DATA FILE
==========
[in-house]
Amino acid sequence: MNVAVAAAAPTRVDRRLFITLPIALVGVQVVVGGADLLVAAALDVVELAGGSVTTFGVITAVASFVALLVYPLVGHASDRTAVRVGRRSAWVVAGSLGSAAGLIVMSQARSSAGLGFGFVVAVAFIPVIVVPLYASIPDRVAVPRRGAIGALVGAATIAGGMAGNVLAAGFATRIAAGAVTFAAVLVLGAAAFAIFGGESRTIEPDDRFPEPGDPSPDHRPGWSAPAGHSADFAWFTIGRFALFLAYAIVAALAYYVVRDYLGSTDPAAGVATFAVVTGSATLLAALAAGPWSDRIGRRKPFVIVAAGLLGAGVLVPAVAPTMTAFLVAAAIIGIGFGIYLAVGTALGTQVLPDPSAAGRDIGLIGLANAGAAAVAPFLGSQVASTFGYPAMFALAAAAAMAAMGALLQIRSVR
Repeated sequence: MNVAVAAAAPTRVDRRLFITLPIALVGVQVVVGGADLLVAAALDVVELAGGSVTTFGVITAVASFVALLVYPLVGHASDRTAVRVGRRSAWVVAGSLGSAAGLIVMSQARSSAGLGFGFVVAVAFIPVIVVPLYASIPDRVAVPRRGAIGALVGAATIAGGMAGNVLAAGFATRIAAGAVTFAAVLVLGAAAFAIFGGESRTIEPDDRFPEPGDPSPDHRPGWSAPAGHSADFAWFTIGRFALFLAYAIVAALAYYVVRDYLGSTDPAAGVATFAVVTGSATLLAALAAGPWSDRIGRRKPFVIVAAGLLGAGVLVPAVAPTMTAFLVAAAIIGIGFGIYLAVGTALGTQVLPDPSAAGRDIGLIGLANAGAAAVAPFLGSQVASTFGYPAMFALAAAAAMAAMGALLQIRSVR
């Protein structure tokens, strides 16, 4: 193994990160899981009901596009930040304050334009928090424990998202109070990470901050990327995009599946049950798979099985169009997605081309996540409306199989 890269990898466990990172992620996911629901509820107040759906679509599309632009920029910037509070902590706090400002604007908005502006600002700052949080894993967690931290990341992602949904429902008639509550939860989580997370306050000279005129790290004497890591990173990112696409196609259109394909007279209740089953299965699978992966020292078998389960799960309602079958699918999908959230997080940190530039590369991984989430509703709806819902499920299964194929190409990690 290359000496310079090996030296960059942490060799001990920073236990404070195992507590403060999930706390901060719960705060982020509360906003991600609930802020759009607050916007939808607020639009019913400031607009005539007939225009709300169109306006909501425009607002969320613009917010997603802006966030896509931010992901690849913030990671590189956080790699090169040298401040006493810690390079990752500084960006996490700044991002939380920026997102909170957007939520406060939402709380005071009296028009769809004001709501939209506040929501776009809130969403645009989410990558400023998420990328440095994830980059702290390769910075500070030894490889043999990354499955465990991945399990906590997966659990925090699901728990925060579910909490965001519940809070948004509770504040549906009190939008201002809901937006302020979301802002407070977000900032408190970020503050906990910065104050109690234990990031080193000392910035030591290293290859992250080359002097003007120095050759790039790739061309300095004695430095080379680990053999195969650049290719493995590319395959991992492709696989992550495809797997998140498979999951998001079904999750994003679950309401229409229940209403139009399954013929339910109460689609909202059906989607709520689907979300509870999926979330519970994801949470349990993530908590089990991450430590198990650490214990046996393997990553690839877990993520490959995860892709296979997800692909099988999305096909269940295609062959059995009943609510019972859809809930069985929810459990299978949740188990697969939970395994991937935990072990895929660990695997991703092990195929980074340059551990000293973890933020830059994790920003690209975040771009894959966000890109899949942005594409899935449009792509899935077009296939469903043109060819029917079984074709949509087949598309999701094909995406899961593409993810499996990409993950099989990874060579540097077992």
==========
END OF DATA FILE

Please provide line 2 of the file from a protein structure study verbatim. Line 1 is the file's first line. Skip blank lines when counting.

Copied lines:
Amino acid sequence: MNVAVAAAAPTRVDRRLFITLPIALVGVQVVVGGADLLVAAALDVVELAGGSVTTFGVITAVASFVALLVYPLVGHASDRTAVRVGRRSAWVVAGSLGSAAGLIVMSQARSSAGLGFGFVVAVAFIPVIVVPLYASIPDRVAVPRRGAIGALVGAATIAGGMAGNVLAAGFATRIAAGAVTFAAVLVLGAAAFAIFGGESRTIEPDDRFPEPGDPSPDHRPGWSAPAGHSADFAWFTIGRFALFLAYAIVAALAYYVVRDYLGSTDPAAGVATFAVVTGSATLLAALAAGPWSDRIGRRKPFVIVAAGLLGAGVLVPAVAPTMTAFLVAAAIIGIGFGIYLAVGTALGTQVLPDPSAAGRDIGLIGLANAGAAAVAPFLGSQVASTFGYPAMFALAAAAAMAAMGALLQIRSVR